Unit Title: Interpreting the Past – The Case of the “Bloody Massacre” Designed by: Fran O’Malley Director, Delaware Social Studies Education Project



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Essential Questions


  • Why might historians disagree about the same historical event?

  • To what extent does history change?



Prior Knowledge

Now that you understand that historians disagree and some reasons why they might disagree, you are prepared to critique sources about the Boston Massacre.

Problem

Delaware’s largest newspaper features a “Life and Leisure” section that offers book, video, and website reviews every Sunday. The editor of the “Life and Leisure” section has given you the assignment of preparing a special feature on the Boston Massacre as part of its March Into History series—a series highlighting famous events that occurred in March.

Role/Perspective

You are a feature writer for Delaware’s largest newspaper.

Product/Performance

You are to write a review of a book, video, or website that deals with the Boston Massacre (maximum length is 250 words).

Your review should include:



Criteria for an Exemplary Response

Be sure to include:

  • A description of the interpretation(s) that appear in the source

  • A critique of the interpretation(s) based on the evidence that is used to support it

  • Reasons why you would OR would not recommend the book, website, or video

  • The use of content appropriate vocabulary (interpretation, conclusion, sources, massacre)

Teacher Tip: Have students read a sample book review prior to beginning their own review. Important elements such as the thesis, supporting evidence, gaps, and what question drove the author should be identified. Book reviews that might be used as models are available at the following site: http://ehistory.osu.edu/osu/reviews/?orderby=title

Rubric

Scoring Category

This review provides…

Score Point 3

Score Point 2

Score Point 1

a description of the interpretation(s) that appear in the source

The explanation provides a thorough description of the interpretations that appear in the source

The explanation provides a partial description of the interpretations that appear in the source

The explanation provides a minimal description of the interpretations that appear in the source

a critique of the evidence that influenced the interpretation(s)

Provides a persuasive critique of the factors used to support those interpretations

Provides a somewhat persuasive critique of the evidence used to support those interpretations

Provides a minimally persuasive critique of the evidence used to support those interpretations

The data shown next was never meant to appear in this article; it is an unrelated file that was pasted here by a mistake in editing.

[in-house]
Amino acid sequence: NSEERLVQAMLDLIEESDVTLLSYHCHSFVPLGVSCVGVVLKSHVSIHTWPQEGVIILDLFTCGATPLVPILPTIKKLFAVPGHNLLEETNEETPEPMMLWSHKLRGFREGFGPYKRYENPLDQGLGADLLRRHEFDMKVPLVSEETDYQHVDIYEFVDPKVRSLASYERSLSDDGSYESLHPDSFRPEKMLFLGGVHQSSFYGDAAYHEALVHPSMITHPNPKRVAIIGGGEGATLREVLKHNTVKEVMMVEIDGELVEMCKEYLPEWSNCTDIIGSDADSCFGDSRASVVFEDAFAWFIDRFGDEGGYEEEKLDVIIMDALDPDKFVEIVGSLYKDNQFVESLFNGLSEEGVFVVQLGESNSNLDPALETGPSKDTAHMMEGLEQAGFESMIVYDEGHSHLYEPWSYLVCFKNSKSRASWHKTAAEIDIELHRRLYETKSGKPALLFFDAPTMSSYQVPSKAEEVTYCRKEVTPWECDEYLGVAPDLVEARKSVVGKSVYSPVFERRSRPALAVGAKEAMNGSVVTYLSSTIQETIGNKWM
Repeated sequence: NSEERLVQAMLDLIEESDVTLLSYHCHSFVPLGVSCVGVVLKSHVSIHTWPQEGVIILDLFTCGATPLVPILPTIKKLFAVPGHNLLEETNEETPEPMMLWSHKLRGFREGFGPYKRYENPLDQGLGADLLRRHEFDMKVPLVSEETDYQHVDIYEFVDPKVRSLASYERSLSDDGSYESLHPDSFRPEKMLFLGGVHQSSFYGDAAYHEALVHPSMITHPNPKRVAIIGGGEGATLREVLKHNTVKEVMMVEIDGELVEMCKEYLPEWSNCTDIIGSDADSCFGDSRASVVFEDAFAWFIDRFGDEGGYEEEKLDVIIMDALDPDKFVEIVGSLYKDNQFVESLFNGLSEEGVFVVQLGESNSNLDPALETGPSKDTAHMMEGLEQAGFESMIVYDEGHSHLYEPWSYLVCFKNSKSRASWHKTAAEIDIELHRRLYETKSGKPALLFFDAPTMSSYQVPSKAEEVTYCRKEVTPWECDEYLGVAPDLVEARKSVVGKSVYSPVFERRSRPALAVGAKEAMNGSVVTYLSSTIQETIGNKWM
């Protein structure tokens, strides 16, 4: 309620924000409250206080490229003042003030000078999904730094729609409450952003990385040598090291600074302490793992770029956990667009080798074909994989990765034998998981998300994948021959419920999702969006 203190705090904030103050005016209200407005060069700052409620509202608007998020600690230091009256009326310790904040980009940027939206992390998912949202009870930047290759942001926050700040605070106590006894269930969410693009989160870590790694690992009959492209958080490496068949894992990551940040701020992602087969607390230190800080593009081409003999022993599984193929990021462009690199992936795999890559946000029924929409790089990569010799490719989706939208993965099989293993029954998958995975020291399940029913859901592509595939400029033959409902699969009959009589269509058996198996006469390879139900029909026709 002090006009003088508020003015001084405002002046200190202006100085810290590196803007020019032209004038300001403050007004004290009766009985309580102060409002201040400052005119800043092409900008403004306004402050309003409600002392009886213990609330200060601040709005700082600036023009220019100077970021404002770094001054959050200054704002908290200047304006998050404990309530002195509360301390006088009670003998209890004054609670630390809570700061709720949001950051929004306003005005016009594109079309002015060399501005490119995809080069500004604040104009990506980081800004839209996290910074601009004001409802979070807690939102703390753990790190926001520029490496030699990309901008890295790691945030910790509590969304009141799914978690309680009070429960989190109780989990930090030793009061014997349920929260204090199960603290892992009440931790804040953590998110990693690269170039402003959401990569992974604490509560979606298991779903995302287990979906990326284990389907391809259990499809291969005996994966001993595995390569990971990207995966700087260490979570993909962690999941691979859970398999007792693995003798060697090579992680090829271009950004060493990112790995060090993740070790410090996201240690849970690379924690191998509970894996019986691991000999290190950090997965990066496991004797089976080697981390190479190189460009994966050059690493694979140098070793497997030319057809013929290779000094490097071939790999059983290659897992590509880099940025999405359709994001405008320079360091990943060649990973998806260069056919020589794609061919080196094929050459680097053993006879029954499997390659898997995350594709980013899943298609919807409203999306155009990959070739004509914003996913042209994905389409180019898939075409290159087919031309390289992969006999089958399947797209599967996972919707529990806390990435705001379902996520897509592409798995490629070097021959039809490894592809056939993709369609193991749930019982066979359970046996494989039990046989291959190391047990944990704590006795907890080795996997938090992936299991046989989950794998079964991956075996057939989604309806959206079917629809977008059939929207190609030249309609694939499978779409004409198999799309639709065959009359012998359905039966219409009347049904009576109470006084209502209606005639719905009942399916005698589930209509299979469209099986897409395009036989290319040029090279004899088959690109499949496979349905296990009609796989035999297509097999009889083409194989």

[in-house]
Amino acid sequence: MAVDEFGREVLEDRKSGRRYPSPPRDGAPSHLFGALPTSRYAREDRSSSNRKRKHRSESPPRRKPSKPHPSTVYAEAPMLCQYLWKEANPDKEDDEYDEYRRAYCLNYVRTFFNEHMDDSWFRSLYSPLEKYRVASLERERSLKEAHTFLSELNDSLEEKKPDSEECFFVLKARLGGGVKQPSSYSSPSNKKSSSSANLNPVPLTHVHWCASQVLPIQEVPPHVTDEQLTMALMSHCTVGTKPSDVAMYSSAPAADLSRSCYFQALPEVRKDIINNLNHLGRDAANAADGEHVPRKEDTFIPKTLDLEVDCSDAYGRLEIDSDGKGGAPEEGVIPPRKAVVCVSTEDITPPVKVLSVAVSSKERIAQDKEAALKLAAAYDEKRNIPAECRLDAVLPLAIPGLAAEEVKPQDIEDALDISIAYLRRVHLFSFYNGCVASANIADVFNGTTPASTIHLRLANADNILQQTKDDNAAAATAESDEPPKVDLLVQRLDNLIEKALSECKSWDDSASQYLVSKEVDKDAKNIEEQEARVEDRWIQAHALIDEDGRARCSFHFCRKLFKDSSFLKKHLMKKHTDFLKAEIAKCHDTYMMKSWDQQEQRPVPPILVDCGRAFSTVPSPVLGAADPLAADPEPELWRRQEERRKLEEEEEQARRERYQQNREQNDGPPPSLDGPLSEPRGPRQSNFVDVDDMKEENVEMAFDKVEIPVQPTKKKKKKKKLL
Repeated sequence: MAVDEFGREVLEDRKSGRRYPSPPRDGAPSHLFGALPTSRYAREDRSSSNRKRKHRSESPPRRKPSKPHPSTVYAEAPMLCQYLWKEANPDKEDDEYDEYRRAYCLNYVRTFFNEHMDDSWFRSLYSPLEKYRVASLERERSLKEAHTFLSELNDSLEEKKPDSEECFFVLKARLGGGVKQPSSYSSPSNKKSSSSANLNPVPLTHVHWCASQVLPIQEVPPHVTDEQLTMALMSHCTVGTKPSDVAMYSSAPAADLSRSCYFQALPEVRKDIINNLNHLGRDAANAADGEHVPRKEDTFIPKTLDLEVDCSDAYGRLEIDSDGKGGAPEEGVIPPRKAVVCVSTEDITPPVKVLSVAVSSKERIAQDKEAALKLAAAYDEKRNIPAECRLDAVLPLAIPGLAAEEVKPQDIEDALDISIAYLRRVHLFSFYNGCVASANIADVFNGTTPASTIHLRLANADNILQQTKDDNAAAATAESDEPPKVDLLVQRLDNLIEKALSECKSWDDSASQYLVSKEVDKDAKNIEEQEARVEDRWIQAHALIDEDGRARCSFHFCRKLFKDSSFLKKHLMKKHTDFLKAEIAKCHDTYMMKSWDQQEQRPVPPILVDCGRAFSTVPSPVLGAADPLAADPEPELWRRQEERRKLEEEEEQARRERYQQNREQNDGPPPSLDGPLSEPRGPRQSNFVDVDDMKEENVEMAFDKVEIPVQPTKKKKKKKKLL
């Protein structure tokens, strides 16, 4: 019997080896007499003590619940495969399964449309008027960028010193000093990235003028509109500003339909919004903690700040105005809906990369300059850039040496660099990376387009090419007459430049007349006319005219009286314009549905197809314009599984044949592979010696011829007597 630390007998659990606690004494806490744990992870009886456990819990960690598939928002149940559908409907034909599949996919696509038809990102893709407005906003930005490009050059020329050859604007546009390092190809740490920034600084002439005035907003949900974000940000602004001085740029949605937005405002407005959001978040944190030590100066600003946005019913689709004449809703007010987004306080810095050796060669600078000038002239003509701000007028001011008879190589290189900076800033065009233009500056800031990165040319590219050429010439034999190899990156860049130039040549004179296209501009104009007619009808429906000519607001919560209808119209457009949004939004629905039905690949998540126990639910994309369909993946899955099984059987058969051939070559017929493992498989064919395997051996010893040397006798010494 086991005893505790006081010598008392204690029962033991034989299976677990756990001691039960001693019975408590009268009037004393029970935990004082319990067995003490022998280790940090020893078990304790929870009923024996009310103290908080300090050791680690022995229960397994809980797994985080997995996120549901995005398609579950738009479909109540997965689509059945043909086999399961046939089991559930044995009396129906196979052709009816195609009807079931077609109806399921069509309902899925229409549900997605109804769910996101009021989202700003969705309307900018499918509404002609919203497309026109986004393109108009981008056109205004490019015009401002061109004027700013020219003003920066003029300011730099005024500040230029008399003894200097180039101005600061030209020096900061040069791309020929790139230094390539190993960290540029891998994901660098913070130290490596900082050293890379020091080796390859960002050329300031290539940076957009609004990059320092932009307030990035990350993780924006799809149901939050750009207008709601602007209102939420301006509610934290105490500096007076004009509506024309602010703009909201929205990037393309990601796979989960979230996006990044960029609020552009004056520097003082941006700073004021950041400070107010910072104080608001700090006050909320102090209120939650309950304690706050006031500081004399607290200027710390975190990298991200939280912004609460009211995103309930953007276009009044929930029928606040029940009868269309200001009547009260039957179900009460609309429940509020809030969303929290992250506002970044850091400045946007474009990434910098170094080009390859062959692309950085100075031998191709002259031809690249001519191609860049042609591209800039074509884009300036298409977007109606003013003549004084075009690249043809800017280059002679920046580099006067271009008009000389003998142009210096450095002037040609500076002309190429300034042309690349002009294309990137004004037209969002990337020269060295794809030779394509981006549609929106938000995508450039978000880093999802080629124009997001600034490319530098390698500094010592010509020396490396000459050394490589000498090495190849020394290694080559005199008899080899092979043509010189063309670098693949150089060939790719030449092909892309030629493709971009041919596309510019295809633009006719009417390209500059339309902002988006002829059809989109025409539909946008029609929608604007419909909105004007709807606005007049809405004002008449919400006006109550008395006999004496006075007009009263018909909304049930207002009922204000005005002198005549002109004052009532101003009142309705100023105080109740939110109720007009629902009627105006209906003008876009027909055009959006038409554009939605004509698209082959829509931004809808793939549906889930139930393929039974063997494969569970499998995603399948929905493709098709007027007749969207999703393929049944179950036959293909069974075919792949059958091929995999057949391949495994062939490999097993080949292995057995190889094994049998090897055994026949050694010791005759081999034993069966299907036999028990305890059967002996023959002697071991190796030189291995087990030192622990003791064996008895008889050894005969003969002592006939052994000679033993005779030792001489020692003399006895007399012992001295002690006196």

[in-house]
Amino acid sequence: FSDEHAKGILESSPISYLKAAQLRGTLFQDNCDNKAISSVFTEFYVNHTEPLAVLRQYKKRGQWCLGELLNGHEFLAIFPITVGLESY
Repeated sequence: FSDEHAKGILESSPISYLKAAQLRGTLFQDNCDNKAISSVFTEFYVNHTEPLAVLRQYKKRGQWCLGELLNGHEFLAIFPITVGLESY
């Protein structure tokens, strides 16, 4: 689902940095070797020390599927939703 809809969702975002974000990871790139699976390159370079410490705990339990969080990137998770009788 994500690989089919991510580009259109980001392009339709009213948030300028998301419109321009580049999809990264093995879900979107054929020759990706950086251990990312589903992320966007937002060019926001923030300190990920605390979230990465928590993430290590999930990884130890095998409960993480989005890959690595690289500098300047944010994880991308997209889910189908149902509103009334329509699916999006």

reasons why you would OR would not recommend the book, website, or video

Provides well-developed reasoning for why you would or would not recommend the book, website, or video

Provides partially developed reasoning for why you would or would not recommend the book, website, or video

Provides minimally developed reasoning for why you would or would not recommend the book, website, or video

the use of content appropriate-vocabulary (interpretation)

The content-appropriate vocabulary is well developed and evidence

There is some evidence of content-appropriate vocabulary

There is minimal evidence of content-appropriate vocabulary

Total Score: _________

Above the Standard: _____

Meets the Standard: _____

Below the Standard: _____

Other Evidence

When students are required to think about their own learning, to articulate what they understand and what they still need to learn, achievement improves.

– Black and William, 1998; Sternberg, 1996; Young, 2000.

How a teacher uses the information from assessments determines whether that assessment is formative or summative. Formative assessments should be used to direct learning and instruction and are not intended to be graded.

The Checks for Understanding at the end of each instructional strategy should be used as formative assessment and may be used as writing prompts or as small-group or whole-class discussion. Students should respond to feedback and be given opportunities to improve their work. The rubrics will help teachers frame that feedback.

An interactive notebook or writing log could be used to organize student work and exhibit student growth and reflection.



Stage 3 – Learning Plan

Design learning activities to align with Stage 1 and Stage 2 expectations


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